Network upgrades are enabling more data-intensive science in Canada, reports WestGrid, one of four regional organizations working in partnership with Compute Canada. In the past year, the regional organization has transferred more than 5 PB of research data across Cybera and CANARIE‘s advanced networks in the past year, representing a 22% increase in network traffic from 2013-14.
Our users’ projects are becoming increasingly more data-intensive and reliant on high-speed networks to support big data transfer, cloud computing tools, and knowledge sharing amongst distributed teams,” says Lindsay Sill, Executive Director of WestGrid. “The backbone network infrastructure provided by Cybera, CANARIE and our other regional network partners is essential to our support of globally competitive, and globally connected, research.”
Since 2012, Cybera has been monitoring WestGrid traffic passing through its Point of Presence (POP) hubs at the University of Calgary and the University of Alberta. Each year, the traffic loads at these hubs have increased. From April 1, 2014 to March 31, 2015, a total of 5.12 PB of WestGrid user data was moved over Cybera’s Alberta network. In 2013-2014 the total was 4.2 PB, and the year before that was 3.62 PB.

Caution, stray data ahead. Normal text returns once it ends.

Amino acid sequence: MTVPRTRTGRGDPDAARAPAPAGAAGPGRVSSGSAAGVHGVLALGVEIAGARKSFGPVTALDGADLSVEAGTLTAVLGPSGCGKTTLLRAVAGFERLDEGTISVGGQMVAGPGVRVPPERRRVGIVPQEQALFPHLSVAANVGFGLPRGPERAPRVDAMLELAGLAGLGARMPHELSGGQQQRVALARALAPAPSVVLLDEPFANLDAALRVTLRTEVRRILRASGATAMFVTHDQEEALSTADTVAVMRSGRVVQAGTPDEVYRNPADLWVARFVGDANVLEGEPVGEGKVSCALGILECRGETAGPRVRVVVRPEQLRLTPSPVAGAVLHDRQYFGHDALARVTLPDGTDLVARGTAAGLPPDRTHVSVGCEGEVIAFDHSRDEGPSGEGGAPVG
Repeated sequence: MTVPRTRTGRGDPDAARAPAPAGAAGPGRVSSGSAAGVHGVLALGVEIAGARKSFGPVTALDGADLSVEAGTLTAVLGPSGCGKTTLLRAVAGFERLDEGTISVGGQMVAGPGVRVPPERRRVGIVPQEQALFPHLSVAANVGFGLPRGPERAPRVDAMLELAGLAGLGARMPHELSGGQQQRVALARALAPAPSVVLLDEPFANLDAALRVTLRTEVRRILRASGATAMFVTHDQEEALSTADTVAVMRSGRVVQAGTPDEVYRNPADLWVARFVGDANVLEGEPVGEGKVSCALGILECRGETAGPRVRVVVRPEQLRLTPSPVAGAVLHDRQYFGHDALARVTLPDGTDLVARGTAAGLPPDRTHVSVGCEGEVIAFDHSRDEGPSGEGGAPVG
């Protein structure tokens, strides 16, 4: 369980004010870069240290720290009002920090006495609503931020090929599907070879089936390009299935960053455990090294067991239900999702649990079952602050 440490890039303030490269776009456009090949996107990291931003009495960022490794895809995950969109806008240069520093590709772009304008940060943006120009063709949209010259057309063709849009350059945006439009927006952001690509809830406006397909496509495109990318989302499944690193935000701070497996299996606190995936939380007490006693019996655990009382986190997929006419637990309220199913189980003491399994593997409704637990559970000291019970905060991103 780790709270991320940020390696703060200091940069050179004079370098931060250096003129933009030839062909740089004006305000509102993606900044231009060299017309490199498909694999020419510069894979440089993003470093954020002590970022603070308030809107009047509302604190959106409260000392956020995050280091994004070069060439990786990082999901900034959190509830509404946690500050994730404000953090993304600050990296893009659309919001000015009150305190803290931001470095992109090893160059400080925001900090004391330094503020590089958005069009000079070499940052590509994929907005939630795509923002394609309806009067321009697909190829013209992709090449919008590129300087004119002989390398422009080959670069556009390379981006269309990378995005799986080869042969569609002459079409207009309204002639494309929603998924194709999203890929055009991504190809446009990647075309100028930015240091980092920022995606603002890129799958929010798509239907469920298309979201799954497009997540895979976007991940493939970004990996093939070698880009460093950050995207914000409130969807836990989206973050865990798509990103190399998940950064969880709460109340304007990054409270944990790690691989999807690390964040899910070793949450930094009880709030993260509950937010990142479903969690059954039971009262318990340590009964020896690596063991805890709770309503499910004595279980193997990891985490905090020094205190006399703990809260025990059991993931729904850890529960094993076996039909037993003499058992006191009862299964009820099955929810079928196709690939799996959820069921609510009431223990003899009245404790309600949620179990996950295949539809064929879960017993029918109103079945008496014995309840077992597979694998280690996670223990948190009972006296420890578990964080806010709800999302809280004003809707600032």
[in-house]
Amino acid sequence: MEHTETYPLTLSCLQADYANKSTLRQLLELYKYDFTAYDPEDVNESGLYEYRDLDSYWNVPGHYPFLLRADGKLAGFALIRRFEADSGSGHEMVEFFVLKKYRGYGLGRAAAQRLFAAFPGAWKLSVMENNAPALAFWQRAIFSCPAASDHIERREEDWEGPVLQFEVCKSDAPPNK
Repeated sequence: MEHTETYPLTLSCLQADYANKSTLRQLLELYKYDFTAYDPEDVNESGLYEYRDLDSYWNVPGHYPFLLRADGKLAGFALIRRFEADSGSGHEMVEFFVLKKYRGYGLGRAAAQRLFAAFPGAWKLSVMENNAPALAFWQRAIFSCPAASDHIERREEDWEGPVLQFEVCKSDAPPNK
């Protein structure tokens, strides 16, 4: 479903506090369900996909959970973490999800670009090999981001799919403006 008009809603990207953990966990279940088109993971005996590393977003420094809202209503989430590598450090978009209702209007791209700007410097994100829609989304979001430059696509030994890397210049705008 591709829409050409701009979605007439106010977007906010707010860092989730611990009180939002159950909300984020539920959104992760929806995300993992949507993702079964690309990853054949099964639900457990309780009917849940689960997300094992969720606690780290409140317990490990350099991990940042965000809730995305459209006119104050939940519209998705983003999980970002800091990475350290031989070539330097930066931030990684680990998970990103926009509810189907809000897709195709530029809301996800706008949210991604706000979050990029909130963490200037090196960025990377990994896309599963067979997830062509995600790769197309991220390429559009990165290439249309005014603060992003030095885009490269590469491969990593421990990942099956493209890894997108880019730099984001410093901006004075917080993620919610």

WestGrid data represents nearly 80% of the research and education traffic on our network. Seeing this data volume increase year upon year demonstrates the changing nature of research and its growing reliance on the collection, analysis and sharing of big data,” says Robin Winsor, President and CEO of Cybera. “Using CyberaNet and CANARIE, WestGrid users are connecting to national and global data, tools, colleagues and research centres that fuel the engine of innovation in today’s digital economy.”
In the past year, Cybera upgraded its routers at the University of Alberta and University of Calgary to enable research and education (R&E) traffic to reach speeds of 100 Gbps, with plans to double its bandwidth capacity between Calgary and Edmonton in 2015. As well as helping Alberta’s research institutions to collaborate on big data projects, these infrastructure upgrades will help local schools, smaller post-secondary institutions, and public organizations such as libraries to connect to CyberaNet and receive super-fast, almost unlimited bandwidth.
Many Canadian researchers rely on high-speed networks to support their use of WestGrid and Compute Canada’s computing or data storage resources. For example, Dr. Sushanta Mitra, a Professor in the Mechanical Engineering Department at York University, is studying how flow conditions determine the outcomes of collisions between two liquid droplets in another liquid. His group uses WestGrid and Compute Canada computing facilities to perform high resolution simulations of droplet collisions. This work could unlock fundamental insights and improvements to the design of products and processes that involve liquid mixtures, specifically emulsions, where droplets of one liquid are dispersed in another liquid.
This research would not be possible without Compute Canada infrastructure, because it utilizes unique computational capabilities that are not available from other sources in Canada,” says Mitra. “The combination of specialized processors with a high-speed network connection enables computations at a large enough scale to allow new phenomena to be explored.”